The Porterville orchard was a 20-acre block of mature, 50-foot-tall ‘Serr’ walnut trees, spaced 28 feet x 28 feet (approximately 56 trees per acre). The Crows Landing orchard had 30 acres of mature, 40-foot-tall ‘Payne’ walnut trees spaced 30 feet x 30 feet (approximately 48 trees per acre). For the experiment, each orchard was divided into five equal blocks (replications), 4 acres per block (Porterville orchard) and 6 acres per block (Crows Landing orchard).
TABLE 2. Male vs. female codling moth catches in liquid bait traps in walnut trees, Porterville
TABLE 3. Navel orangeworm oviposition in ovitraps placed in walnut trees, Porterville*
Codling moth flight and navel orangeworm oviposition activity were measured as follows:
Codling moth flight activity
In each experimental block in each orchard, one Pherocon 1CP winged sticky trap (manufactured by Tréce Inc.) and one bait trap, a 1-gallon bucket containing liquid bait, were randomly placed within each block at 35-foot and 7-foot heights, spaced no closer than 200 feet apart to avoid intertrap influence. The pheromone traps were baited with a single rubber septa impregnated with 1 mg of the commercial codling moth pheromone, “Codlemone” (E8, E10-dodecadienol, manufactured by Tréce Inc.), and the bait traps with a solution of terpinyl acetate, brown sugar and water (2.5 ml:1 lb:5 qt). The pheromone was replaced at 4-week intervals and new bait added as needed to maintain the original liquid level. Sticky bottoms of the pheromone traps were replaced before each codling moth flight or as debris accumulated to the point where moth catch would be impaired.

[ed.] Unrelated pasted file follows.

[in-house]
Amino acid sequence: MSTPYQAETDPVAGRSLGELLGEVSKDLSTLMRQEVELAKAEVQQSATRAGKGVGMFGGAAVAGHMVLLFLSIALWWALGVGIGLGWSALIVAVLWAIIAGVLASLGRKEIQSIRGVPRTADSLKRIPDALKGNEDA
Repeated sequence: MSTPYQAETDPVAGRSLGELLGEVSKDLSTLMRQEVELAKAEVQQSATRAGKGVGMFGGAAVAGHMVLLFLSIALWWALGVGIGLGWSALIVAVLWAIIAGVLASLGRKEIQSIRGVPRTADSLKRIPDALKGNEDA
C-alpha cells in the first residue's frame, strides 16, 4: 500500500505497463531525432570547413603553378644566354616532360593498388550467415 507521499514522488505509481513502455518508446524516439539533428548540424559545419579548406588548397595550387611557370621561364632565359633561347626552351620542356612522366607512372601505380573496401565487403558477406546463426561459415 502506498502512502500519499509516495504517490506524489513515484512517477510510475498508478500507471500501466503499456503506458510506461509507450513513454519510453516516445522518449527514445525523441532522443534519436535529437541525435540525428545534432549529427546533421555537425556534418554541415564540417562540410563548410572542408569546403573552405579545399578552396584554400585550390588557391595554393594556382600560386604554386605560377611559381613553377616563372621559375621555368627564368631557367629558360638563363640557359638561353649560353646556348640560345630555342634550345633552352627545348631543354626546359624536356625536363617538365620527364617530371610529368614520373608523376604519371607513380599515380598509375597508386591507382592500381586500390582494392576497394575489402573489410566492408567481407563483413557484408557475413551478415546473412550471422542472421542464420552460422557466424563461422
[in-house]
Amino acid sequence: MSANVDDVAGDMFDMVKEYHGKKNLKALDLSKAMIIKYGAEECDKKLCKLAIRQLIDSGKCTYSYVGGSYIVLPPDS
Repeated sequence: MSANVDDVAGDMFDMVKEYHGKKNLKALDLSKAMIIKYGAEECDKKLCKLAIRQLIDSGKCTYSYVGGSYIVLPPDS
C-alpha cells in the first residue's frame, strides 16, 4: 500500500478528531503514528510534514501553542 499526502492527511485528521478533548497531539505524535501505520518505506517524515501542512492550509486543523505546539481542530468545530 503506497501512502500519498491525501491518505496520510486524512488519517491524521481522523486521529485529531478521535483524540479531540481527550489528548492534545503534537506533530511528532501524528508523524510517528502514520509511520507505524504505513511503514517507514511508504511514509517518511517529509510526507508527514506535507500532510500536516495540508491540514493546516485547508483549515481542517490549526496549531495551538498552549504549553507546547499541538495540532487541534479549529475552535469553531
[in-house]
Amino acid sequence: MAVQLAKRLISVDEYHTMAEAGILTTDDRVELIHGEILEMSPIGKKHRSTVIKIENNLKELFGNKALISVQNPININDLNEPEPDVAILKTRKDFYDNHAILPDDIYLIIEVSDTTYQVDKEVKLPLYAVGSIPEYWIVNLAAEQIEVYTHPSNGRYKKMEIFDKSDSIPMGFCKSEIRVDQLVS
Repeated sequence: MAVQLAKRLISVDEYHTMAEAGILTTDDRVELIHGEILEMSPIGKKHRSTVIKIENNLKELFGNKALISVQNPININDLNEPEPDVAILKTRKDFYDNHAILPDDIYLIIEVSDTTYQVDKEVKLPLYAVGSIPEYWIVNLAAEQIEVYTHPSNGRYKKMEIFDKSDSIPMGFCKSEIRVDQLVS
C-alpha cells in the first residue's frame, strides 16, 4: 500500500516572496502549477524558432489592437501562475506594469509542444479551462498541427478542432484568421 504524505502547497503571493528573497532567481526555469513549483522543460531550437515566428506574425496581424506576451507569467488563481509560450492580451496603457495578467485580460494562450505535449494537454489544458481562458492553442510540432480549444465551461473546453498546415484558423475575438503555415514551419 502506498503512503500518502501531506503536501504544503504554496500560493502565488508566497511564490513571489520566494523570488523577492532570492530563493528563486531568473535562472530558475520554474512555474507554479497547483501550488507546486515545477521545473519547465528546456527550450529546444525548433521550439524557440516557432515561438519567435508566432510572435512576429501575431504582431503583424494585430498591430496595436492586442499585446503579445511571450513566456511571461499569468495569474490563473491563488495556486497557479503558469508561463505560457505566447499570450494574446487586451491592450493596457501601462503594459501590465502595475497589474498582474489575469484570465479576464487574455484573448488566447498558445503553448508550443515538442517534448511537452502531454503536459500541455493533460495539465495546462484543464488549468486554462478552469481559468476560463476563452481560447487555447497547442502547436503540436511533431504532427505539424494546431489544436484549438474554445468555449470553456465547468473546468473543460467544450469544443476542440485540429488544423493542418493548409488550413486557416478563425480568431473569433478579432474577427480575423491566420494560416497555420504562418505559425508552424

All traps were monitored for adult moths twice weekly from the beginning of March, before adult flight of any overwintered codling moth, through three seasonal generations until adult flights diminished to negligible levels in early to mid-September. Flight activity was measured in 1988 and 1989 in both locations to determine the vertical distribution of codling moths within the trees. In 1990, the experiment was continued only in the Porterville walnut orchard and was modified to exclude the 7-foot bait trap due to low trap catches detected previously. Trapping dates in Porterville were: March 14 to October 7, 1988; February 28 to September 1, 1989, and March 7 to September 14, 1990. Trapping dates in Crows Landing were: March 14 to October 3, 1988, and February 28 to September 8, 1989. In all years, trap catches were totaled and the mean number of moths caught per trap determined. Data were analyzed by ANOVA and means separated using Duncan's multiple range test at P = .05 or P = .01.